The Gaelic word for a bird is eun. It occurs in place-names such as Meall nan Eun ‘mountain of the birds’ in Argyllshire, Suidhe nan Eun ‘seat of the birds’ on the Isle of Skye, Beinn an Eòin ‘mountain of the birds’ near Torridon and Loch nan Eun ‘loch of the birds’, a name found near Lochnagar in the Grampians, and also near Applecross in the Western Highlands. These names probably reflect places where birds were breeding in relatively high numbers.
The Gaelic language also has many words for specific types of birds. There are numerous place-names which refer to the nesting sites of birds of prey, many of which were coined in earlier times when these birds were much more prevalent than is the case in the present day. For example, the Gaelic word for an eagle is iolaire, and this can be found in hill-names such as Creag na h-Iolaire ‘crag of the eagle’ on the Isle of Arran, Beinn na h-Iolaire ‘mountain of the eagle’ on the Isle of Skye, Cnoc na h-Iolaire ‘hill of the eagle’ on the Isle of Scalpay and Sgòr na h-Iolaire ‘peak of the eagle’ in Upper Deeside.
Similarly, the Gaelic word for a hawk is seabhag, and this is attested in hill-names including Cnoc an t-Seabhaig ‘hill of the hawk’ on the Isle of Arran, Creag an t-Seabhaig ‘crag of the hawk’ in Upper Deeside, Cleit an t-Seabhaig‘rock of the hawk’ in northern Sutherland and Stac an t-Seabhaig ‘cliff of the hawk’ in western Sutherland.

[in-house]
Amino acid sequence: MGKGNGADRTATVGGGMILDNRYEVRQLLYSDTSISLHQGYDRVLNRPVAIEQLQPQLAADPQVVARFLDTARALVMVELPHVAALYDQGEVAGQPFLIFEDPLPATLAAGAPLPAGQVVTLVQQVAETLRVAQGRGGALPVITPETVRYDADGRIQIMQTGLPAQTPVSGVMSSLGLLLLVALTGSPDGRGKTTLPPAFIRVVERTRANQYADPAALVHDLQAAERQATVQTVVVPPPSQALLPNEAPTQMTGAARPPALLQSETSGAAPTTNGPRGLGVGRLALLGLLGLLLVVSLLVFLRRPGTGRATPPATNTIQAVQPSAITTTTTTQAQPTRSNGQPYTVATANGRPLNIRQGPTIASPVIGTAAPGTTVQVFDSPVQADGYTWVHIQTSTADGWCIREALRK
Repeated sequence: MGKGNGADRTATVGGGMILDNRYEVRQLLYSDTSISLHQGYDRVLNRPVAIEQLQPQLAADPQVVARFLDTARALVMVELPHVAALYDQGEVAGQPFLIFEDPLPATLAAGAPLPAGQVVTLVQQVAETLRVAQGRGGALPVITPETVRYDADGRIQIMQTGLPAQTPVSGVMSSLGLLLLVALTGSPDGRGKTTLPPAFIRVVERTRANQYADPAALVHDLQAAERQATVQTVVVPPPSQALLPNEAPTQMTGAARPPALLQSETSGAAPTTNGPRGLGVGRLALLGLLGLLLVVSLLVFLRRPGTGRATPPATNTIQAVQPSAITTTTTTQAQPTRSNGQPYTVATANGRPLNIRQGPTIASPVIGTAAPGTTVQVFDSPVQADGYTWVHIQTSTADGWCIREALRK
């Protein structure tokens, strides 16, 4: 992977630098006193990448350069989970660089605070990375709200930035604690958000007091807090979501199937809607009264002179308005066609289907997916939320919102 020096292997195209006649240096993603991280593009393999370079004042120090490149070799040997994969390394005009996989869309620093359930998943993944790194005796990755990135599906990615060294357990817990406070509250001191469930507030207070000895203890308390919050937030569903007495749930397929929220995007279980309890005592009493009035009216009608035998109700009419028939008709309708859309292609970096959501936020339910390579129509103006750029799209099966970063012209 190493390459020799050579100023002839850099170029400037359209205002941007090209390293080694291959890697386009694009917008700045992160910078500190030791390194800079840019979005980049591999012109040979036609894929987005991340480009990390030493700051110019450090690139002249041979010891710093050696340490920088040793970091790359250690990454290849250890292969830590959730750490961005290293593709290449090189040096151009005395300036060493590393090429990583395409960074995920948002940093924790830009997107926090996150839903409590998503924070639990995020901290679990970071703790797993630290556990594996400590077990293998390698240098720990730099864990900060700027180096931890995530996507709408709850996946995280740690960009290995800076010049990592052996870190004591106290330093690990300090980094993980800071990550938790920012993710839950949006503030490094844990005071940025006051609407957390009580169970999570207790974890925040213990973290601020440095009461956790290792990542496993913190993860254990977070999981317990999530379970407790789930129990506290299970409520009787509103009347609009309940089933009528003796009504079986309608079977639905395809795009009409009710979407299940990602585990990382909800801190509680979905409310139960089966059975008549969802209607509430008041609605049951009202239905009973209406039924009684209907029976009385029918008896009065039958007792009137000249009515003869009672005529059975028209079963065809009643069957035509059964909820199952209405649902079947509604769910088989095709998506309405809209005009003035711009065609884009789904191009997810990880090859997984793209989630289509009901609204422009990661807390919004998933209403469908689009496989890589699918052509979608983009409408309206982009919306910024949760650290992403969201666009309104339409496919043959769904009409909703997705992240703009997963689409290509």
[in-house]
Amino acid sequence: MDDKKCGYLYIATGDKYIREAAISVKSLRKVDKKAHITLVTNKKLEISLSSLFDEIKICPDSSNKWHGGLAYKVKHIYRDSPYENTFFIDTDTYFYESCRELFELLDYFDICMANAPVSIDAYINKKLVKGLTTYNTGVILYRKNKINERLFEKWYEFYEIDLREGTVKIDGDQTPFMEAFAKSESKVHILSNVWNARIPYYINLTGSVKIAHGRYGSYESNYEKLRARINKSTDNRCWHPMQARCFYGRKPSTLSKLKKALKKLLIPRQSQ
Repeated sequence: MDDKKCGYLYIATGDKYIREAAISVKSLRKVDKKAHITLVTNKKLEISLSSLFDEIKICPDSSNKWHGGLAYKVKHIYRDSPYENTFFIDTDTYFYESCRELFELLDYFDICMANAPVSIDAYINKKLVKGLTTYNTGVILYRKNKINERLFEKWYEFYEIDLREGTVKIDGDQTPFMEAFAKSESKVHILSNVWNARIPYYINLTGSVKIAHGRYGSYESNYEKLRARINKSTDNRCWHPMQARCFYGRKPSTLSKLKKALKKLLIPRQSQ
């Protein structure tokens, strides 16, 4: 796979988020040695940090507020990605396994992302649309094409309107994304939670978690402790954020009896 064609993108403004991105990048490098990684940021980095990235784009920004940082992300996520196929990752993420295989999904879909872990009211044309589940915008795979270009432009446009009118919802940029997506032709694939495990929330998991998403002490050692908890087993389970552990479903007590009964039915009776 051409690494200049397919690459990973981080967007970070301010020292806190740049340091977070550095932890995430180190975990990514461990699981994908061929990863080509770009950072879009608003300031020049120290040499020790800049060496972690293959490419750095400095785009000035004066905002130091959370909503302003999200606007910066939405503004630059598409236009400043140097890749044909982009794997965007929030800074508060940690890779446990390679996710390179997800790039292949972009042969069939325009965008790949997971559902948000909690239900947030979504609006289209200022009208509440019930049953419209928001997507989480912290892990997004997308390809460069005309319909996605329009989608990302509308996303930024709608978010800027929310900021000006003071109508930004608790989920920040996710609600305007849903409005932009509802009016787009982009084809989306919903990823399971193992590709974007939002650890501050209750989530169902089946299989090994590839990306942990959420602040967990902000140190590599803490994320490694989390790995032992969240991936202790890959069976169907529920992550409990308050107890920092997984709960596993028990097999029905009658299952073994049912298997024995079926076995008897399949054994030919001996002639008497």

Other birds of prey attested in place-names include the sparrow-hawk, with the Gaelic word speireag found in names such as Creag nan Speireig ‘crag of the sparrow-hawk’ at Loch Ailort, together with Carn nan Speireig ‘cairn of the sparrow-hawk’ and Meall na Speireig ‘mountain of the sparrow-hawk’, both of which are in Ross-shire. Additionally, the Gaelic word for a buzzard is clamhan, and examples in place-names include Creag a’Chlamhain ‘crag of the buzzard’ in Deeside, Cnoc a’Chlamhain ‘hill of the buzzard’ in Assynt and Bad a’Chlamhain ‘thicket of the buzzard’ in Inverness-shire.
There are many other types of birds whose presence is attested amongst the Scottish hills. Game birds also quite commonly feature in these names, with examples including Meall nan Tarmigan ‘mountain of the ptarmigan’ in the Lawers range in Perthshire, and Cnoc na Circe ‘hill of the hens’ in western Sutherland and Carn Bad na Circe ‘cairn of the thicket of the hens’ in the Great Glen, where the hens in question are grouse hens rather than domestic poultry.
Bodies of water are often named after the birds which frequent them. For example, there is both a Loch nan Ealachan ‘loch of the swans’ and a Lochain nan Ealachan ‘small loch of the swans’ in western Sutherland, together with a Loch nam Faoleig ‘loch of the gulls’ on the Isle of Arran and a Lochan na Faoleig ‘small loch of the gulls’ in Sutherland, as well as Loch nan Geòidh ‘loch of the geese’ in Argyllshire.
Coastal names also reflect the presence of seabirds such as the sgarbh ‘cormorant’ and the coltraiche ‘razorbill’, with examples including Rubha nan Sgarbh ‘promontory of the cormorants’ in Argyllshire and Sgeir nan Sgarbh ‘skerry of the cormorants’ on the Isle of Eigg and Biod a’Choltraiche ‘peak of the razorbill’ on the Isle of Skye.
References & Further Information
Peter Drummond, Scottish Hill-Names: Their Origin and Meaning (Scottish Mountaineering Trust, 2007).
John Murray, Reading the Gaelic Landscape (Whittles Publishing, 2014).